October 24, 2003

John Walters . . . finally gets to show exactly why ROH seems to be so high on him.

CM Punk . . . has a memorable exchange with Steve Corino on the microphone, but a completely forgettable match.

Jimmy Rave . . . may have come in dead last in his Field of Honor Block, but his days of bad luck are far from over.

BJ WHITMER vs. DAN MAFF (Field of Honor Block B)

I guess this qualifies something that one could use as an example of “the great hard-hitting action”found on an ROH show, but I’d prefer ROH to stick with wrestling. They stiff each other with chops, bounce each other off the guardrails and then drop each other on their heads until Maff doesn’t get up. It’s a ten-minute version of Misawa/Kobashi at their absolute worst, except these two aren’t even in the same universe as Misawa and Kobashi at their worst. Whitmer winning with the Exploder ‘98 actually makes a bit of sense, concerning Maff’s neck injury (which Rave had inadvertently aggravated the week before) but there’s not a single thing done from either of them to suggest that Maff’s neck may be a factor.


It’s fun to see the RCE go over, especially since this took place in their local area (Paradise City is apparently Rochester, NY), but there’s very little here that’s seen in any other scramble match. There’s really just the early comedy between Shelly/Jacobs and the Outcast Killas and Dunn using the Awful Waffle, a few years before Chuck Taylor really become known, to win the match. It’s the usual spot-crazy mess that all the other scramble matches are.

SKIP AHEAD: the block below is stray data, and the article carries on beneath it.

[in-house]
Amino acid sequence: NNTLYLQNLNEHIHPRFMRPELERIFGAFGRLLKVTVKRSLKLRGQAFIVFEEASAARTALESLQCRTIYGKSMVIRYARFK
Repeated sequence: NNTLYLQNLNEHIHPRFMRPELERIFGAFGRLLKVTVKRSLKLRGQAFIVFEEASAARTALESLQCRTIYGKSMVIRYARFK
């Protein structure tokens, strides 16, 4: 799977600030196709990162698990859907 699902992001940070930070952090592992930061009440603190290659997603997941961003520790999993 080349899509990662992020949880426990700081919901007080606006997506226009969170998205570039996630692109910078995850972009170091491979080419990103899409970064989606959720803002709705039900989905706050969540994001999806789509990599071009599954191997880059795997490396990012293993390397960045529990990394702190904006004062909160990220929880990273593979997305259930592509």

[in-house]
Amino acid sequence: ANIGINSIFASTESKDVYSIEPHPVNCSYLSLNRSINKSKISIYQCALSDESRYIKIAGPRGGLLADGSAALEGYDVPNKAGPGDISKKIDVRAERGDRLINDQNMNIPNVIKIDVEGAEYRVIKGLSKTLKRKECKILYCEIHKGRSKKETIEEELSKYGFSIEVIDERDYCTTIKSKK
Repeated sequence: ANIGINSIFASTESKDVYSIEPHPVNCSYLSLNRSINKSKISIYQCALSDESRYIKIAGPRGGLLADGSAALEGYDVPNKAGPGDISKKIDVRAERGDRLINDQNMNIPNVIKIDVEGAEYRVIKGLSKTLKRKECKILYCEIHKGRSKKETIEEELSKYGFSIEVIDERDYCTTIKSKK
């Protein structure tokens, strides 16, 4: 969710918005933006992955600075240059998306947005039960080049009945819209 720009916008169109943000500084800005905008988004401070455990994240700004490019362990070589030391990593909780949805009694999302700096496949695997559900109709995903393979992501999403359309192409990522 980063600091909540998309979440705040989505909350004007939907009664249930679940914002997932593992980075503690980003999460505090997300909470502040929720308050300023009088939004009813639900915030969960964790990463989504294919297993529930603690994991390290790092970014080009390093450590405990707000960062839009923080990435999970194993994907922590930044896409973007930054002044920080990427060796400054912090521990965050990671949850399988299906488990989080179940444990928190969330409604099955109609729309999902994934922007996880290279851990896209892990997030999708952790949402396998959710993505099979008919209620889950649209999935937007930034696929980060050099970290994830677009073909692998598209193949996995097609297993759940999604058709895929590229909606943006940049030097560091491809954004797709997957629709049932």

Now this is some good wrestling! The layout of the match is rather simple, but they both make it work. Rather than being the spot machine that he’s (sometimes rightfully) pigeonholed as, Daniels goes out there and *wrestles* with Walters, and the result is a match that’s just as engrossing as Walters/Xavier without any of the ridiculous spots. The closest that they come to anything silly is when it seems like they’re going to bust out the extended sequence with the sunset flip and the jackknife cradle, etc. spot, but they don’t go through with it.